New Fully Online Degree Provides Skills to Tourism Industry Using Sustainable Practices | News from the FIU
Starting in the spring of 2022, the FIU will offer a fully online bachelor’s degree in global sustainable tourism that will arm graduates to be champions of sustainability in the ever-dynamic hospitality and tourism industry.
With few comparable programs across the country, the new FIU program is unique because it offers an interdisciplinary approach to sustainable practices, says Joseph Cilli, department chair and director of distance learning for the Chaplin School of Hospitality and Tourism Management.
“The program addresses the most pressing issues facing the industry today, its impact on the planet and the growing public demand for hospitality companies to adopt sustainable practices, ”said Cilli, who brought to life on the program based on industry trends and needs.
Before the pandemic took hold, Cilli realized the economic impact of lost tourism and the need to protect natural resources like those found in Florida, a state whose economy relies heavily on hospitality and tourism. When the pandemic and the industry experienced severe financial impacts from COVID-19, he saw the need as vital. The team he assembled to help create the program aimed to create a degree that would produce graduates fully grounded in building resilience for the industry. Simply, if you protect natural resources, you protect tourism money, he explains.
The unique, fully online program offered through the Chaplin School, is a collaboration with the Department of Earth and Environment of the College of Arts, Sciences and Education and offers a blended curriculum made up of the most relevant existing courses from each department as well as a host of new courses specifically designed for the degree.
“It’s about the well-being of the planet, of people and of tourists,” explains Carolin Lusby, assistant professor at the Chaplin school and co-director of the new curriculum. “The philosophical premise of this degree is that in order to survive as an industry and maintain our quality of life, we have to manage tourism in a whole new way.”
John Buschman, lecturer at the Chaplin School and co-director of the new program, explains that along with several renowned environmental scientists on the faculty, the program brings together the business and sustainable dimensions of tourism, as well as the governance of the industry. In this sense, the Chaplin School has received letters of support for the program from the Lee County Visitor & Convention Bureau, which markets the beaches of Fort Myers and Sanibel in Florida, as well as the Florida Society for Ethical Ecotourism, which promotes awareness and management of Florida’s natural and cultural heritage.
Lusby points out that the changes that have come about as a result of the pandemic have offered time to reflect on what the future would look like in the world as things return to normal. It highlights the importance of the rebound in the hospitality and tourism industry while prioritizing environmental stewardship.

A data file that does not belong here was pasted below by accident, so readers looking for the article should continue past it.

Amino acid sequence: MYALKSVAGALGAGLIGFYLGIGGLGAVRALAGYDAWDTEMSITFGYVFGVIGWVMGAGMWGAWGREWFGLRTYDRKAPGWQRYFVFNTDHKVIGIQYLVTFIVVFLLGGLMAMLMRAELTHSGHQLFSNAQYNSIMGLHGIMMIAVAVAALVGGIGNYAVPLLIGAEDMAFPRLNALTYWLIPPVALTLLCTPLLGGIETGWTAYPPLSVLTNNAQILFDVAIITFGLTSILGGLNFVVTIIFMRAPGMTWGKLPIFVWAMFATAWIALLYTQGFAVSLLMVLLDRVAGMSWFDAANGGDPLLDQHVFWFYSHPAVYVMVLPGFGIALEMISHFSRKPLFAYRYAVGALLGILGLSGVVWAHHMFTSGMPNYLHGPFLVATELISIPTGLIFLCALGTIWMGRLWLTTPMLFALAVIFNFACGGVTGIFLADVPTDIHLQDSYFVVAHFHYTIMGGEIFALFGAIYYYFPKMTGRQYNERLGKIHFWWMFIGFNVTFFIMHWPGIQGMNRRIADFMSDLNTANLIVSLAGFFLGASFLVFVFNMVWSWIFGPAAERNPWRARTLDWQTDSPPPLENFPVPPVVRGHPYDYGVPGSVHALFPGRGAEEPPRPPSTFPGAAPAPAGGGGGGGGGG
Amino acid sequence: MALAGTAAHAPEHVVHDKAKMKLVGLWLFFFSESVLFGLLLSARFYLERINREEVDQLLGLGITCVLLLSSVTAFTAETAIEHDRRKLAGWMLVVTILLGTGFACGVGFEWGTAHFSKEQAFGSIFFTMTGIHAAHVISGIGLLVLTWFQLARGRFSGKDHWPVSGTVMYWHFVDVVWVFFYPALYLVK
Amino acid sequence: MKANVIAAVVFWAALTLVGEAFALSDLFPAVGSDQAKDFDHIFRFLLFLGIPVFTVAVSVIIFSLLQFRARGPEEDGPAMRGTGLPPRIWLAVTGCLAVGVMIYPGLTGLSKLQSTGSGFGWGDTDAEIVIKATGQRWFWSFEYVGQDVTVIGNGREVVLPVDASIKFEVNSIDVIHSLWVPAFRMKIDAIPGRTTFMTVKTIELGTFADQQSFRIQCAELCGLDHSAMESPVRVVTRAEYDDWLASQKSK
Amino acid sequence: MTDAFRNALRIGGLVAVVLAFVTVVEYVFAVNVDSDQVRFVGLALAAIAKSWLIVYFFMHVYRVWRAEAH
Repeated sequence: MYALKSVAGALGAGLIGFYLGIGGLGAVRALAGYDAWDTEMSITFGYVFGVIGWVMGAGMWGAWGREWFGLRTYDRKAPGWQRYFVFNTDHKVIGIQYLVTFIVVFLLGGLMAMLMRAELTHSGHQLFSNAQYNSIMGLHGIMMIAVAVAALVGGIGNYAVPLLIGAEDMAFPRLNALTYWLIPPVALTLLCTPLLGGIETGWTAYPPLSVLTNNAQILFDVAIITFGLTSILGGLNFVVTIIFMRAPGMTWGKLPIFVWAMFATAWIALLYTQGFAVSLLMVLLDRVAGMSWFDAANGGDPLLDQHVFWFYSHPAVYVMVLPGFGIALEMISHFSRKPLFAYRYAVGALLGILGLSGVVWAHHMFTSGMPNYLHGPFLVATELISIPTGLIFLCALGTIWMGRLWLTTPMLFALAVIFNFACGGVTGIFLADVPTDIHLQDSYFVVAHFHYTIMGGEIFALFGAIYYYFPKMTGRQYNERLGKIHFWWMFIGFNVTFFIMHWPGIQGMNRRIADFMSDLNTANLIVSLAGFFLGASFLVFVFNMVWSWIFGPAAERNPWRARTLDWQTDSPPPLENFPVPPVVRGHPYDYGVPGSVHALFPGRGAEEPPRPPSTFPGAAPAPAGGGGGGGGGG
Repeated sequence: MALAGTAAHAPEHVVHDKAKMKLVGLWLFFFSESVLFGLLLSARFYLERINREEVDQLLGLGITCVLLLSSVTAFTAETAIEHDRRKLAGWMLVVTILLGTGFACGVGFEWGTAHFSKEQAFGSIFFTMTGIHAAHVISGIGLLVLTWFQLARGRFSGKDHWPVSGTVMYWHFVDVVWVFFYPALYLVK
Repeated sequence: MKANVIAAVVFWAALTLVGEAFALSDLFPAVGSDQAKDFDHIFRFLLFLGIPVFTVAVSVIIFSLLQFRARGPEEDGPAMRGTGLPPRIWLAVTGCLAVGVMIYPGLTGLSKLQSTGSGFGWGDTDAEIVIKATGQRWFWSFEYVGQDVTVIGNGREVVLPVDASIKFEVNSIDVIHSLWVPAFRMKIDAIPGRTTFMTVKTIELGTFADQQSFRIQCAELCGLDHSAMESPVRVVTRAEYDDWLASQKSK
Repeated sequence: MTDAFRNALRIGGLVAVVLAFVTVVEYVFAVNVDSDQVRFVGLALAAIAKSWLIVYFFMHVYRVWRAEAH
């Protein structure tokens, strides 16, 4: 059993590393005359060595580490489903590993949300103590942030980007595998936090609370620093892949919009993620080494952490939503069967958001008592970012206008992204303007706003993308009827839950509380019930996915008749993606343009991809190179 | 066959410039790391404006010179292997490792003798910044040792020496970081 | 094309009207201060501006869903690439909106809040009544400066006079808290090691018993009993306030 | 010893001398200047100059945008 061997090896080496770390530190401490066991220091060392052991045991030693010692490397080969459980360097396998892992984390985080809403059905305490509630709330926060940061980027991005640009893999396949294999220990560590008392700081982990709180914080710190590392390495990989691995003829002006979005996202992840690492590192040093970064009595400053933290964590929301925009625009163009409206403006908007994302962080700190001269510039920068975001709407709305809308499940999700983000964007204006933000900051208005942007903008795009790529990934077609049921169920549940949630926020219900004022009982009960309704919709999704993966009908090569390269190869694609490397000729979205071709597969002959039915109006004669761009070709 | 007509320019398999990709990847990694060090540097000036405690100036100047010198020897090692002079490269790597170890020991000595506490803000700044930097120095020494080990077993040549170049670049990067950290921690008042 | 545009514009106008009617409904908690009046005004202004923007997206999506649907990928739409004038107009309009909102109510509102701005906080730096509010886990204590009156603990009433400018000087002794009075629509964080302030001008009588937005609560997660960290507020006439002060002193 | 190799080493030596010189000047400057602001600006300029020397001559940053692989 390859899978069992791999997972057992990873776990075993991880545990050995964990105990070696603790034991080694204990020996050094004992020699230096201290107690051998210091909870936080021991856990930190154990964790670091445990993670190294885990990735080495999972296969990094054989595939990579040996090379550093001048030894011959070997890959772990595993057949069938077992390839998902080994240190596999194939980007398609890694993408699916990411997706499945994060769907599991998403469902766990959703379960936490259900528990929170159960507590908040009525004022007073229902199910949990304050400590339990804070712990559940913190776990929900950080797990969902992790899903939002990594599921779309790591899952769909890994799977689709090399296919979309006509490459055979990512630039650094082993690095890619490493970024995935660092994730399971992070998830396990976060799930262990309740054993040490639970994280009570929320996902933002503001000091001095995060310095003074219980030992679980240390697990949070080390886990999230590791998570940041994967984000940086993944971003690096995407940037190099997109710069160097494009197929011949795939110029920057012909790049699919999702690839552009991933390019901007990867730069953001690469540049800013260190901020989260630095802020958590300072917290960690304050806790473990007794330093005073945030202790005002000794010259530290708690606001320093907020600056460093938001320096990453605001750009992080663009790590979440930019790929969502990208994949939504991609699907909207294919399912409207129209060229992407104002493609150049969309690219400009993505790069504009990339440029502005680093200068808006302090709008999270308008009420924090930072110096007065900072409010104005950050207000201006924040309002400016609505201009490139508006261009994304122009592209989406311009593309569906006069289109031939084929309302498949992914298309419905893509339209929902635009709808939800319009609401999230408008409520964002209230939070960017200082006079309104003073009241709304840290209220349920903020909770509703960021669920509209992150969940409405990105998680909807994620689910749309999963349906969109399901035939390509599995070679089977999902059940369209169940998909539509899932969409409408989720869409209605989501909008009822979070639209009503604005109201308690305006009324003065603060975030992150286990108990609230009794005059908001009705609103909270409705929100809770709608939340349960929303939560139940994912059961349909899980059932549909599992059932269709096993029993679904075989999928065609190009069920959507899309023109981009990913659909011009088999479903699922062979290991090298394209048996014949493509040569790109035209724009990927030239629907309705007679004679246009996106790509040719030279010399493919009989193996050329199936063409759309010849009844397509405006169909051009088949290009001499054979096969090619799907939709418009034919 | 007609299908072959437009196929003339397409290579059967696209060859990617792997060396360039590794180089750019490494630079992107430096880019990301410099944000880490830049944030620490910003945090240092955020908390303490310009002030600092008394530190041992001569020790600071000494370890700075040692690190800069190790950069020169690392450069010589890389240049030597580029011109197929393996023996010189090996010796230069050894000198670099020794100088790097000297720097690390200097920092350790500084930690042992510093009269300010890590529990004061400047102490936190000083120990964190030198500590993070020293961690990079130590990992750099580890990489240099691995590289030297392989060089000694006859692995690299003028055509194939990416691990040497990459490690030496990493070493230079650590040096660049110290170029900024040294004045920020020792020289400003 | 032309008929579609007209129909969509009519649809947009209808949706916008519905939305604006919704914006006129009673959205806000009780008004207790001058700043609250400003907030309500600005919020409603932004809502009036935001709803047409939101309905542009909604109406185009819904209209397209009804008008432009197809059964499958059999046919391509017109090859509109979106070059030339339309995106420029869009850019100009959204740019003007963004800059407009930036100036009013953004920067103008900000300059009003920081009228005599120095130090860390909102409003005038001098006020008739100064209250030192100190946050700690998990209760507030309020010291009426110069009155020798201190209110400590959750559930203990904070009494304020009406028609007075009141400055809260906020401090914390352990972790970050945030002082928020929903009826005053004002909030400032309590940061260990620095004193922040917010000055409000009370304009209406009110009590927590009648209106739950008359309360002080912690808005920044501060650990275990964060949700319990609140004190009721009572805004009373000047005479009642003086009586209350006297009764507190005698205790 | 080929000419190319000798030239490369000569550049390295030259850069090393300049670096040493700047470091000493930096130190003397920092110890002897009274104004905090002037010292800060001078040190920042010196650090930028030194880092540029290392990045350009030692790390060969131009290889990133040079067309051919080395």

Students pursuing this degree will learn to apply their skills and lead through advocacy, conservation and community partnerships. Topics covered in the program include socio-economic, environmental and cultural impacts as it relates to responsible business practices and local governance. David Bray, professor in the Department of Earth and Environment and co-director of the program, notes that “the main objective of the program is to teach students how tourism can adapt and mitigate climate change and become a sector. key in the transition to low carbon savings.
“Tourism is Florida’s biggest industry and it’s important to the livelihoods of everyone across the state,” says Buschman.
Emerging and growing field
The developing area, says Buschman, offers the hospitality and tourism industry a path to sustainable development. He says collaboration between industry, governing bodies and environmental causes is the future of the industry and says jobs are growing around the world.
A Green Lodging Trends survey (2019) indicated that 65% of hotel and tourism companies employ a dedicated sustainability coordinator and up to 90% provide sustainability training to staff, either with their own staff or through through consultants and training experts. Types of businesses include tour operators, hotels, airlines, cruise lines, convention and hospitality offices, theme parks, festivals, destination management companies, and transportation companies.
According to reports from the Bureau of Labor Statistics, in 2019, annual salaries averaged $ 71,360 per year for sustainability professionals, although not specific to the sustainable tourism segment, with an expected growth of 8%. (double the national average) for specialists.
“The degree prepares for a goal-oriented career that addresses our most pressing issues in a holistic and collaborative way,” concludes Lusby.